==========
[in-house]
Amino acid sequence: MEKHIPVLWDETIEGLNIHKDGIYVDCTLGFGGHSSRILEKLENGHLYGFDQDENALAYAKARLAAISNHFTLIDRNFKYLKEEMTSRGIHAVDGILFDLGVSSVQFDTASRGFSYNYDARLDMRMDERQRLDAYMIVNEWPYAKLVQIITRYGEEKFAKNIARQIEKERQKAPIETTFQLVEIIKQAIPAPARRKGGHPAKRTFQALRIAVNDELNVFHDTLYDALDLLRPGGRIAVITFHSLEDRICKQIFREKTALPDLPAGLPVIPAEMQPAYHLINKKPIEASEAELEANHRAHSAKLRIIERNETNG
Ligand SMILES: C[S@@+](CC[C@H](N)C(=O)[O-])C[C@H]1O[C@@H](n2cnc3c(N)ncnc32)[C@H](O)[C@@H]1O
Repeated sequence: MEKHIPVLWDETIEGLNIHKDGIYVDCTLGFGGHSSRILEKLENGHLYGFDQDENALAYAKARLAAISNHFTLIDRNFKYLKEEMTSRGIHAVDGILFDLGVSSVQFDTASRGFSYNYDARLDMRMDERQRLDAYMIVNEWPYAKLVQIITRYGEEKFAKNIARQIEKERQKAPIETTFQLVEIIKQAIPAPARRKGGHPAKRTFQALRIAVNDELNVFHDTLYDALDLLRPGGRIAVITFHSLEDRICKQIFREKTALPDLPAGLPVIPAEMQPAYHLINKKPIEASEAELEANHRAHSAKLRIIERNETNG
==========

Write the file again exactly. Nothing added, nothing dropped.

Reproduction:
[in-house]
Amino acid sequence: MEKHIPVLWDETIEGLNIHKDGIYVDCTLGFGGHSSRILEKLENGHLYGFDQDENALAYAKARLAAISNHFTLIDRNFKYLKEEMTSRGIHAVDGILFDLGVSSVQFDTASRGFSYNYDARLDMRMDERQRLDAYMIVNEWPYAKLVQIITRYGEEKFAKNIARQIEKERQKAPIETTFQLVEIIKQAIPAPARRKGGHPAKRTFQALRIAVNDELNVFHDTLYDALDLLRPGGRIAVITFHSLEDRICKQIFREKTALPDLPAGLPVIPAEMQPAYHLINKKPIEASEAELEANHRAHSAKLRIIERNETNG
Ligand SMILES: C[S@@+](CC[C@H](N)C(=O)[O-])C[C@H]1O[C@@H](n2cnc3c(N)ncnc32)[C@H](O)[C@@H]1O
Repeated sequence: MEKHIPVLWDETIEGLNIHKDGIYVDCTLGFGGHSSRILEKLENGHLYGFDQDENALAYAKARLAAISNHFTLIDRNFKYLKEEMTSRGIHAVDGILFDLGVSSVQFDTASRGFSYNYDARLDMRMDERQRLDAYMIVNEWPYAKLVQIITRYGEEKFAKNIARQIEKERQKAPIETTFQLVEIIKQAIPAPARRKGGHPAKRTFQALRIAVNDELNVFHDTLYDALDLLRPGGRIAVITFHSLEDRICKQIFREKTALPDLPAGLPVIPAEMQPAYHLINKKPIEASEAELEANHRAHSAKLRIIERNETNG